St. Paul
University Avenue continues on past the frat houses, over Hwy. 280, and into St. Paul, running parallel with I-94. On this main drag, you can pull up in your car for a chilidog at Porkys, where classic car buffs still bring their showy vehicles on summer evenings. The area from approximately Cretin to around Lexington is known as the Midway. Many of the establishments along this strip date from the 50s: the Turf Club, Christiansens, and Midway Bank. You will find a few places to while away an afternoon. Midway Used and Rare Books, with three floors of books, is prominent on the corner of Snelling and University.
Further down University, past Lexington, is what is known as Frogtown. The area is fast becoming a center of Asian businesses, with markets, restaurants, and services from many nationalities.

Between Snelling and Lexington north of University Avenue is the Como area, containing the green jewel of Como Park. Como Park is home to Como Park Zoo, Como Park Conservatory, Como Golf Course, the Como Lake Pavillion, and acres of green space for picnics, games, and outings. To the west of the Como area, across Snelling, is the Minnesota State Fair Grounds. Events are held on the grounds year-round. Just north, across Hwy 36, is Rosedale Shopping Center.

Downtown St. Paul
The downtown St. Paul interchange has been known as spaghetti junction for years, but is vastly improved from earlier years when it earned the name. Across the freeway from the Capitol is the heart of downtown, with the Minnesota History Center easily visible from the freeway. The St. Paul riverfront has been undergoing a facelift over the last few years, just like Minneapolis. Recently renovated co-op loft apartments, the brand new Science Museum built into the bluff, and the new arena, the Xcel Energy Center, all line Kellogg Blvd along the river. The Ordway Center for Performing Arts, Heartthrob Cafe, and the Childrens Museum are all located downtown as well. Each January the century-old Winter Carnival is celebrated in St. Paul. Many of the events take place downtown in Rice Park, in front of the Landmark Center.

Cross the river on the Robert Street bridge and you will find Harriet Island to your right. This is the home of the Covington Inn and the No Wake Café. Take a riverboat ride on one of the boats of the Padelford Packet Company.

Cathedral Hill to Highland Park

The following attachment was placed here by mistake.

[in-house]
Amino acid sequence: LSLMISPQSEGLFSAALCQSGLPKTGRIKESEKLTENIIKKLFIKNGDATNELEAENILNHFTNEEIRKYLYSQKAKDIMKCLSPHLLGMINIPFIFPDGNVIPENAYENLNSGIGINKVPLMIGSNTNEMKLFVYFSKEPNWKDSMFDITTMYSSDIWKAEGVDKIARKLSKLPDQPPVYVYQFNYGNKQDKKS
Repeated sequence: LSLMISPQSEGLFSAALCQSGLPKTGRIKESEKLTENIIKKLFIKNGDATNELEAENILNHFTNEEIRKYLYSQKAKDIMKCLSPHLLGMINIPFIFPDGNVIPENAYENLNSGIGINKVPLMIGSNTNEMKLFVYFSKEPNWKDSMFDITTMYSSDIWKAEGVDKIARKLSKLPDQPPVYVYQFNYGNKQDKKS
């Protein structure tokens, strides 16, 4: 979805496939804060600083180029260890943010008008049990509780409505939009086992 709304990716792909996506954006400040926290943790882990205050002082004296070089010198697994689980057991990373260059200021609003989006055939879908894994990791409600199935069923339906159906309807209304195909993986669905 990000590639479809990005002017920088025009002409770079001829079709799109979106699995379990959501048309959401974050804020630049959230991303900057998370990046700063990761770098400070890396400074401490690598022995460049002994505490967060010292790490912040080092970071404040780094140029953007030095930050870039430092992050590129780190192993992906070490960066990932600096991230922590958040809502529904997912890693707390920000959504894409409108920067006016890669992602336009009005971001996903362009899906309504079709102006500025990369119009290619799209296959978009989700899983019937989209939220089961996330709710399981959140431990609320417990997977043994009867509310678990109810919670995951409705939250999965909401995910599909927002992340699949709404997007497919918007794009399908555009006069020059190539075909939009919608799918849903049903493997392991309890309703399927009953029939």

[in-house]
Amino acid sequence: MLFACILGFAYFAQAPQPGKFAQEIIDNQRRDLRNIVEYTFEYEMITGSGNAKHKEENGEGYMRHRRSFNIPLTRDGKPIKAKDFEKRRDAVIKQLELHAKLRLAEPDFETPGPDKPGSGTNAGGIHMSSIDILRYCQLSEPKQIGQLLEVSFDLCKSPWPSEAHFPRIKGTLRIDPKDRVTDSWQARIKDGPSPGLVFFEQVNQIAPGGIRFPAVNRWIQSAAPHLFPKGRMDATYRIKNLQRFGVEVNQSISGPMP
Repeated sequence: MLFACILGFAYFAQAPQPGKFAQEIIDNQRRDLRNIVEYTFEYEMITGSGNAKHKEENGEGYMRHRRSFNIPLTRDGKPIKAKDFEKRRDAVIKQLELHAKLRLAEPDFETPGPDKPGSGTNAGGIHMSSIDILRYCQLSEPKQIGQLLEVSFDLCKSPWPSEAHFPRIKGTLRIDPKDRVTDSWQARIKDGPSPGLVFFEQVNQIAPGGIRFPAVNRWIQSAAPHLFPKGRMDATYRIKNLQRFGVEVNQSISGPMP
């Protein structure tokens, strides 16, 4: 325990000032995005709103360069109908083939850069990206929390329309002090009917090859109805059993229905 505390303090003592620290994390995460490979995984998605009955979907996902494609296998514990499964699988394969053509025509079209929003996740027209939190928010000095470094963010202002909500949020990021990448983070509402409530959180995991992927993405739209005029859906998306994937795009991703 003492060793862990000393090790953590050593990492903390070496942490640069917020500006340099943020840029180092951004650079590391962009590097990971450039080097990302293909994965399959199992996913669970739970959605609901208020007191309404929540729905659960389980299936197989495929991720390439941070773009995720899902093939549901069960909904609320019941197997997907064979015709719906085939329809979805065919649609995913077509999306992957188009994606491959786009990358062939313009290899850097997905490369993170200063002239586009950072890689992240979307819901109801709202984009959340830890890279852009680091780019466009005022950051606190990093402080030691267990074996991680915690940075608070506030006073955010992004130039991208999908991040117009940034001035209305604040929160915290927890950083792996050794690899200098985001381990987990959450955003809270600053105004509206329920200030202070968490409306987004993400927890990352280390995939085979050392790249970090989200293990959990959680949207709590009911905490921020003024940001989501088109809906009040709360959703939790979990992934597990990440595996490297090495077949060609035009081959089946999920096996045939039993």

Overlooking downtown on the west is the St. Paul Cathedral, which is open to visitors. The area around there is aptly known as Cathedral Hill, and business and government workers from downtown flock there for lunch and happy hour in one of the many bars or restaurants in the neighborhoods Victorian-era buildings. Chang O?Haras, Costellos and W A Frost on Selby Avenue are all well attended, each with good food and wide selections of beverages.
Further west from downtown between I-94 and Ford Parkway, from Cretin to Snelling, are three private colleges. This concentration of college students makes for many energetic neighborhoods: Highland Park, Macalester-Groveland, Merriam Park, Crocus Hill. Grand Avenue is lined with shops, restaurants, and bars. This area is heaven for those who like to browse, drink and eat. Get there early on a Friday, or be prepared to walk a few blocks. Parking isn't as organized as it could be.
One block up from Grand is Summit Avenue, one of the greatest extant neighborhoods of Victorian architecture in the country. Starting at the James J. Hill House as a two-lane street, Summit turns into a broad, sweeping parkway, separated down the middle by a parklike boulevard that is frequented by joggers and strollers. It runs about four miles to Mississippi River Blvd. Summit Avenue house tours are offered Saturdays during the summer; other tours are offered throughout the year, such as Garden Tours. James J. Hill House tours are available year-round.

West Seventh Street
The West 7th Street corridor still holds some vestiges of the good old days. Here you can still find the traditional supper club, such as Mancinis Char House or Parrishs Supper Club. Famous Daves has a location on this stretch. The Pearsons Salted Nut Rolls plant just took down their giant candy bar. But Mickeys Diner is still there, in all its neon splendor. You can find the other Mickeys Diner downtown, across from the Greyhound Bus Depot. This 1930s dining car is on the National Register of Historic Places, and has been featured in many movies. West Seventh runs into Hwy 5, which will take you right to the airport.

There is so much to see and do in the Twin Cities; its no wonder its hard to know where to start. The best advice is to just get started. Just spend a few days meandering. No matter where you hit, you are bound to find what you're looking for, even if its just a bit of relaxation.

L. A. Smith